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Sea Power Confronts The Twenty-first Century
An Interview With Edward L. Beach The captain who first took a submarine around the world underwater looks at the U.S. Navy past and present and tells us what we must learn from the Falklands war
April/may 1983 | Volume 34, Issue 3
As at Jutland in World War I. And even Jutland never happened. They call it the last great sea fight between battleships, but it was no such thing. That battle actually didn’t take place. Jutland was a battle-cruiser action, a battle of fluid movement. Except for the fast battleship squadron, which included the famous Warspite , the battleships never really got into action. Our Navy has all along thought about and planned for the great fleet battle that has never happened in our history. Not ever. Santiago, in 1898, was the nearest thing to it, but even that was just a long pursuit of fleeing Spanish cruisers that we overhauled and sank one by one.
You’ve written about the torpedo problem at the beginning of World War II [A MERICAN H ERITAGE , December 1980]. Could you talk a little about that?
It was an utter fiasco. The Germans had a similar problem, which they solved in about six weeks. Donitz [Admiral Karl Donitz, chief of the German U-boat command] is supposed to have said he wouldn’t send another submarine out till they got it fixed, and he wanted the hide of the guy who was responsible for the mistake so that he personally could nail it to the nearest tree. But when our submariners kept sending information back that our torpedoes weren’t working, the bureaucrats in Washington refused to believe it. They said it was the operators’ fault, that we weren’t shooting them right.
Yet we knew torpedoes were passing under targets and not going off. Even when we disobeyed orders and set them shallow, they passed under. And sometimes the torpedoes would go off, but the ship wouldn’t even be damaged. We couldn’t understand it. It turned out that the torpedoes didn’t run at any set depth. They wobbled up and down. If one happened to be on the up part of the cycle, it often exploded prematurely—a possibility any designer should have had the sense to consider. The earth’s field in the far Pacific is much stronger than at Newport, Rhode Island, where the weapon was tested, and therefore the inductive magnetic effect was stronger. Strangely enough, late in 1941 when I went through submarine school, we had a very secret session to show us how the exploder worked. They passed an iron rod over it, and the mechanism clicked. They said it would go off under the keel. I remember asking, “Why will it go off just under the keel? What’s to prevent it from going off before it gets there?” They said, “Oh, no, no, no. Don’t be stupid! It goes off when it senses the field beginning to diminish.” I was only an ensign and said no more. It was not fashionable to question one’s superiors. But it’s now obvious that it was a good question; too bad nobody in the torpedo design business had thought of it.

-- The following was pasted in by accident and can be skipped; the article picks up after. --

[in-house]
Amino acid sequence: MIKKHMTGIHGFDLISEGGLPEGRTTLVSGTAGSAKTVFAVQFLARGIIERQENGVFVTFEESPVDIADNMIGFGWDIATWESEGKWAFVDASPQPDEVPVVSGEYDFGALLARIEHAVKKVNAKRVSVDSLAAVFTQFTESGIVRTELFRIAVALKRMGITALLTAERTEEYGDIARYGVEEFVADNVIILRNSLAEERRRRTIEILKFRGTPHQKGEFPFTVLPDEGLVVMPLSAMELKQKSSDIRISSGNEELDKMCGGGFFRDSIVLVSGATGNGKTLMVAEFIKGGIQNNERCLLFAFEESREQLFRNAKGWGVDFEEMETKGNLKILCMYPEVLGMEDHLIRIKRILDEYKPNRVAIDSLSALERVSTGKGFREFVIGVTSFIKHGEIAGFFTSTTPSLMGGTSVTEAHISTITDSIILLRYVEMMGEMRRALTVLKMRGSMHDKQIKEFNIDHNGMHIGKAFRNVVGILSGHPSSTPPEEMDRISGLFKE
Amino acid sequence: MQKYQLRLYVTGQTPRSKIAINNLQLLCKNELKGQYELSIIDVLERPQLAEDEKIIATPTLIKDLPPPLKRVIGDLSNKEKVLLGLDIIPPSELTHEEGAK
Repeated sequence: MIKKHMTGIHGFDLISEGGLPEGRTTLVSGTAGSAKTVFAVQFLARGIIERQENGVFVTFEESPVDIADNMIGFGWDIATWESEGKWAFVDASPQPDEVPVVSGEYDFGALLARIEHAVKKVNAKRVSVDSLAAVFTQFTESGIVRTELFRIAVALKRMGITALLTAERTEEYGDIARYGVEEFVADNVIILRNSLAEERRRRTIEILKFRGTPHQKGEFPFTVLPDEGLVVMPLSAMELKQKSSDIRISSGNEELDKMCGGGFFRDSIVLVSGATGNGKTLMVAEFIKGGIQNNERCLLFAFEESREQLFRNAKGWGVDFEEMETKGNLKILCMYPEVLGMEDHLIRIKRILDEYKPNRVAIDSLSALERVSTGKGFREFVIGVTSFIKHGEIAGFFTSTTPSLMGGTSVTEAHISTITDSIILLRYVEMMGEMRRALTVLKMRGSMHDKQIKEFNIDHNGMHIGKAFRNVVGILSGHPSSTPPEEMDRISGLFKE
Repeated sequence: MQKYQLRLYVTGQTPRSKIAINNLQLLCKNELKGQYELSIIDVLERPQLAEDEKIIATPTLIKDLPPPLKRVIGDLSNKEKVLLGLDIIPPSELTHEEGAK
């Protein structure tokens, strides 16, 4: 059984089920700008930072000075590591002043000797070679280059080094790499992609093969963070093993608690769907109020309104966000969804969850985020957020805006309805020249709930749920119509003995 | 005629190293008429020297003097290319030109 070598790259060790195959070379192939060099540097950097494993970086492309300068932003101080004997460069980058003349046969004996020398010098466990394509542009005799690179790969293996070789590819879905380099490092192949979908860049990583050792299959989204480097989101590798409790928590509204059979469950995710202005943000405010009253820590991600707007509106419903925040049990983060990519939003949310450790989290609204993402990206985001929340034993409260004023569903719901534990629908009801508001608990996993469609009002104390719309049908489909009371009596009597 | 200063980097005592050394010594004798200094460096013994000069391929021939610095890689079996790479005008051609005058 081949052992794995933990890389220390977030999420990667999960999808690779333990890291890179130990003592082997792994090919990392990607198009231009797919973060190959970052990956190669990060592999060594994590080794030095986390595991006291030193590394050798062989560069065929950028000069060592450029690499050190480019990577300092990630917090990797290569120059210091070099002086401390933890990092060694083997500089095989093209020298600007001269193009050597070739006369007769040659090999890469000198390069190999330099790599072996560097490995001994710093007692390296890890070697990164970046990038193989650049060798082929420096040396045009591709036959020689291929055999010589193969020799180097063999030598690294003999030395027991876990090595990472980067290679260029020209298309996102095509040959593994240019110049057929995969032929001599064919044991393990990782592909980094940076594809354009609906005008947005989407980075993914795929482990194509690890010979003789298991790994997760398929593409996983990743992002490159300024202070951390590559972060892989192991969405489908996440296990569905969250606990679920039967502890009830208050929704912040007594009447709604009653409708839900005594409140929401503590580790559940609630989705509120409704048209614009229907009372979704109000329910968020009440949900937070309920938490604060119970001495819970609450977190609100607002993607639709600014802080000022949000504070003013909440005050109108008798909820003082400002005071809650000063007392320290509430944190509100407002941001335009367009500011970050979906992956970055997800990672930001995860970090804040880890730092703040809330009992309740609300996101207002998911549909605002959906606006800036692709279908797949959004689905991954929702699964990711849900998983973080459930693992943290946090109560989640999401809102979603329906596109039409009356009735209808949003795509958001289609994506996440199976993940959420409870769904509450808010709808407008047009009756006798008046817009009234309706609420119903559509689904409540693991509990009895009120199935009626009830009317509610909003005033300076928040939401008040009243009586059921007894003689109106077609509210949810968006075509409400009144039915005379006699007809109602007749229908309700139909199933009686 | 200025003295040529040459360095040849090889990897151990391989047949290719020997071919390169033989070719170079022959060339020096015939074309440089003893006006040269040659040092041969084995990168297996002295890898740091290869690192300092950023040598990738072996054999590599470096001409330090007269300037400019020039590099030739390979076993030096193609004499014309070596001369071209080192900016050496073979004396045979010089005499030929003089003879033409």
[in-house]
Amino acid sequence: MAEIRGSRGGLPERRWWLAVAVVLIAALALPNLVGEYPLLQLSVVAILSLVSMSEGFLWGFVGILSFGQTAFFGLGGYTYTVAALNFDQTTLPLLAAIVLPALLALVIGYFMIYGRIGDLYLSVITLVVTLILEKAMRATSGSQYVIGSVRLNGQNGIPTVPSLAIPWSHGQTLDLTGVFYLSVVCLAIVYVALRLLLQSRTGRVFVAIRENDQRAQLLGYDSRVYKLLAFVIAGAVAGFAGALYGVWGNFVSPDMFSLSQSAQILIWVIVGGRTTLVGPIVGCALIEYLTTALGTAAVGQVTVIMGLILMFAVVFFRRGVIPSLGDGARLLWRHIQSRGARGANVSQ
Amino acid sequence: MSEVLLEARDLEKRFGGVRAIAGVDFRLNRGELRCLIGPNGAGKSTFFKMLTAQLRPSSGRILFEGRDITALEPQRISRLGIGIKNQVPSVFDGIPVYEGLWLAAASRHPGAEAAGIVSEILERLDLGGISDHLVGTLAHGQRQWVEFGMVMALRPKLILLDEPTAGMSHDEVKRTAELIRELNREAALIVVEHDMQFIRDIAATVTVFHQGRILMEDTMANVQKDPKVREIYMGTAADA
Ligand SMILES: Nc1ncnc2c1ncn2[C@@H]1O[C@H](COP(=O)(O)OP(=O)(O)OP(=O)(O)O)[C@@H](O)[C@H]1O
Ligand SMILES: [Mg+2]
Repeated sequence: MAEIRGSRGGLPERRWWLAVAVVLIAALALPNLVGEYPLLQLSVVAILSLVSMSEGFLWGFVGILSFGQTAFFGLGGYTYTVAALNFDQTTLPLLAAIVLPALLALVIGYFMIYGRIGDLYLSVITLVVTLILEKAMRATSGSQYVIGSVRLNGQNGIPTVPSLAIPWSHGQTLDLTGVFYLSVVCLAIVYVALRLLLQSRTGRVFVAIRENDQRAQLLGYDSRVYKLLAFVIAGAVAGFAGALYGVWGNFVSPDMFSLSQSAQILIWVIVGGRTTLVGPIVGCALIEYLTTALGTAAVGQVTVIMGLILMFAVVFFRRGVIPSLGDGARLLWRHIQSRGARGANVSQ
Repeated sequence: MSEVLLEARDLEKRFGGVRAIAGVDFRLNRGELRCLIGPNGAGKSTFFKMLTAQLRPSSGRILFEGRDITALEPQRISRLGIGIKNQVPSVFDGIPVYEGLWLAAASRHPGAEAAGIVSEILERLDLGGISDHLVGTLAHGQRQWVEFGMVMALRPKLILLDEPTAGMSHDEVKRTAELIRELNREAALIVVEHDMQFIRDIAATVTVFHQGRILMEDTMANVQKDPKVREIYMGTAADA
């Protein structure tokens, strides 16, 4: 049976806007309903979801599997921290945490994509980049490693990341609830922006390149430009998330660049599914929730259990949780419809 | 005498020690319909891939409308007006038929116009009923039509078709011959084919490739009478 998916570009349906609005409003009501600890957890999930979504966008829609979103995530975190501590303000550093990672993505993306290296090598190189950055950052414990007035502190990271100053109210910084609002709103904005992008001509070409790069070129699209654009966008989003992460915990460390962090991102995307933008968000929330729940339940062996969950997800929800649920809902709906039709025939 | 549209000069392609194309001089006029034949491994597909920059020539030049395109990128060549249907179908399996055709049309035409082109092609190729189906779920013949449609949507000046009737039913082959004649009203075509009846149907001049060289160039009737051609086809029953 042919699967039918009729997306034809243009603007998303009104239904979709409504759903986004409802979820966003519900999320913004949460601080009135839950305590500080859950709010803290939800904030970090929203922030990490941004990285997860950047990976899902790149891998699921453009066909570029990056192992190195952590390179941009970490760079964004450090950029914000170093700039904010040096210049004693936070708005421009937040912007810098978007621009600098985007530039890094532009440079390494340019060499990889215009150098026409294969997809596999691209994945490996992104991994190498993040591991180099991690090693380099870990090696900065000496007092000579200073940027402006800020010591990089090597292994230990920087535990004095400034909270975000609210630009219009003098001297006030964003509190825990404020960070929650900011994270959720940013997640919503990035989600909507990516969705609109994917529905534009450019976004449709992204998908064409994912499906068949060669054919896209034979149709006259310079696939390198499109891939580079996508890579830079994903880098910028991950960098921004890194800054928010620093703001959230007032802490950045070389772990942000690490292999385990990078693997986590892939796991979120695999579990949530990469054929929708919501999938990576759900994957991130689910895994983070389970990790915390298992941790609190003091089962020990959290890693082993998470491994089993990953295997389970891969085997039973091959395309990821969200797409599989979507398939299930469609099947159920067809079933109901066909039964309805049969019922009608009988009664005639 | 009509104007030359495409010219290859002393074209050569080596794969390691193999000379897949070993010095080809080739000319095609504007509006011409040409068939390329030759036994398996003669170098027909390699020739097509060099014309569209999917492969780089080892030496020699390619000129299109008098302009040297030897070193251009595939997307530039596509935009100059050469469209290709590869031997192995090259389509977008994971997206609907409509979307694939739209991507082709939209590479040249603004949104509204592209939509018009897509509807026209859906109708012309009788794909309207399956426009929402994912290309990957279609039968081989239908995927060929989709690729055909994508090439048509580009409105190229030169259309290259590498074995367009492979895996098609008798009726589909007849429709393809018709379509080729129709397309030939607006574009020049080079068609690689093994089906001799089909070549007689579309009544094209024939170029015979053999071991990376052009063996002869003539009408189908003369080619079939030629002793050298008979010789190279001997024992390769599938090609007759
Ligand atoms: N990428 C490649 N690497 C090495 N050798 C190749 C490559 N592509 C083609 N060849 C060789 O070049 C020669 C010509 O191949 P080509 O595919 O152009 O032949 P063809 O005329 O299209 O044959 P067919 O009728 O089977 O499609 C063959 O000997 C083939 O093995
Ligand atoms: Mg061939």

If our submarines had been as effective as the Germans’, the Japanese would never have landed, and we wouldn’t have lost the Philippines.
Well, anyway, we had the exploder fiasco, the depth-running fiasco, and the circular-run fiasco. Since there were two separate, unassociated things wrong with the exploder, altogether there were four things wrong with the torpedoes—and all four of them were design errors. Out of the twenty-eight or so submarine losses of ours that we could not correlate with any action report from the Japanese, I can make a pretty good argument, statistically at least, that onequarter of them may have been sunk by our own torpedoes.
If our submarines had been as effective as the Germans’, the Japanese would never have landed in the Philippines and we wouldn’t have lost the islands. We sank one ship, I think, in that entire campaign. The Germans would have sunk every one.
Can you think of any other case where technical failures prevented the Navy from doing its best?
I’ll tell you one. The Monitor should have sunk the Merrimack . And the reason it didn’t was because they were forced to fire their guns with halfweight powder charges.
The big Dahlgren guns had not been tested fully?
Well, they had been tested but they just hadn’t got the report out. And all this stems, you know, from the famous explosion of the “Peacemaker” gun on the Princeton back in 1844. As a result of that, the Navy ordered that no guns were to be fired with more than half-weight powder charges until further orders. Eighteen years later those orders were still in effect. When the Monitor was about to fight the Merrimack , the exec of the Monitor , a young fellow named Greene, went to the skipper and asked permission to use full powder charges. Lt. John L. Worden, the skipper of the Monitor said, “Nothing doing! The orders are that we use half-weight powder charges until we get further instructions, and that’s the way it will be!” So they fired halfweight powder charges, and their shot banged off the side of the Merrimack . If they had used full-weight powder charges, the Monitor ’s solid shot would have penetrated.
What were some of the areas where you think the Navy’s been technically advanced?
Well, one is in radar. We were way ahead of the Japanese in radar and ahead of the Germans as well. Radar was invented right here in Washington, D. C., at the Naval Research Lab.